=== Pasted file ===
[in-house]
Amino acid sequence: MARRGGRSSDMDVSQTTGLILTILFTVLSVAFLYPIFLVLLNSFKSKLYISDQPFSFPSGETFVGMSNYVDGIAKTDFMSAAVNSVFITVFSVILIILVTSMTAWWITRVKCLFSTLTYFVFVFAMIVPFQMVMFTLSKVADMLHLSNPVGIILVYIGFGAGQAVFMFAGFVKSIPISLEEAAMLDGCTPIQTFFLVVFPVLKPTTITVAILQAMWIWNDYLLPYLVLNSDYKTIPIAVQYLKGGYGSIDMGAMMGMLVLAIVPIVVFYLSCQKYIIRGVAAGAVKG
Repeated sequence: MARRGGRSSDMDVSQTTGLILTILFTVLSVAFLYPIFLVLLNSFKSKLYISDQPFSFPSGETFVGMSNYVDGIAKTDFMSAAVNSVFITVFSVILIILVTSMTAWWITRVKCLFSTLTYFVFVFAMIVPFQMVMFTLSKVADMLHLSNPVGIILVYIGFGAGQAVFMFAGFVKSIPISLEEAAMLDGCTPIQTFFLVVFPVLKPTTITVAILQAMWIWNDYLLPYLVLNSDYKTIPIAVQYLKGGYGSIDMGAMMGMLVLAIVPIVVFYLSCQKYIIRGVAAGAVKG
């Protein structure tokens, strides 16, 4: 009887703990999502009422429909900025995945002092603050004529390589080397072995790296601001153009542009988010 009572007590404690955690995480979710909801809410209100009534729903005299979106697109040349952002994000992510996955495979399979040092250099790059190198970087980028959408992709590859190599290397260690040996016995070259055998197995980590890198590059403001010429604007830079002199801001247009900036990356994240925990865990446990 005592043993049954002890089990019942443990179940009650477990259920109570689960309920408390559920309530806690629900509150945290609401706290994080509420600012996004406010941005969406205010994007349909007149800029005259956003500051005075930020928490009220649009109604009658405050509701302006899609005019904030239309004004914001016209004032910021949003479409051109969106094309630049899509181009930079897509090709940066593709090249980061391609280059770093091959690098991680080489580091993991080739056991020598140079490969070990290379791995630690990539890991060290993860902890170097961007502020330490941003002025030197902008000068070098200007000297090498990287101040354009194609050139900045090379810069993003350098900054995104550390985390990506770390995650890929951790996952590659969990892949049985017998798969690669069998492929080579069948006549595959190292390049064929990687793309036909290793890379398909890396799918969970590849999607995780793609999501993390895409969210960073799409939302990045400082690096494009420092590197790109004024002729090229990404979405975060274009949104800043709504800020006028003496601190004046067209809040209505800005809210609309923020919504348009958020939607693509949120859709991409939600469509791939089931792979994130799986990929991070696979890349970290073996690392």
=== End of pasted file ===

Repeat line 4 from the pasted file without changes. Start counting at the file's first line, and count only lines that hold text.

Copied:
């Protein structure tokens, strides 16, 4: 009887703990999502009422429909900025995945002092603050004529390589080397072995790296601001153009542009988010 009572007590404690955690995480979710909801809410209100009534729903005299979106697109040349952002994000992510996955495979399979040092250099790059190198970087980028959408992709590859190599290397260690040996016995070259055998197995980590890198590059403001010429604007830079002199801001247009900036990356994240925990865990446990 005592043993049954002890089990019942443990179940009650477990259920109570689960309920408390559920309530806690629900509150945290609401706290994080509420600012996004406010941005969406205010994007349909007149800029005259956003500051005075930020928490009220649009109604009658405050509701302006899609005019904030239309004004914001016209004032910021949003479409051109969106094309630049899509181009930079897509090709940066593709090249980061391609280059770093091959690098991680080489580091993991080739056991020598140079490969070990290379791995630690990539890991060290993860902890170097961007502020330490941003002025030197902008000068070098200007000297090498990287101040354009194609050139900045090379810069993003350098900054995104550390985390990506770390995650890929951790996952590659969990892949049985017998798969690669069998492929080579069948006549595959190292390049064929990687793309036909290793890379398909890396799918969970590849999607995780793609999501993390895409969210960073799409939302990045400082690096494009420092590197790109004024002729090229990404979405975060274009949104800043709504800020006028003496601190004046067209809040209505800005809210609309923020919504348009958020939607693509949120859709991409939600469509791939089931792979994130799986990929991070696979890349970290073996690392």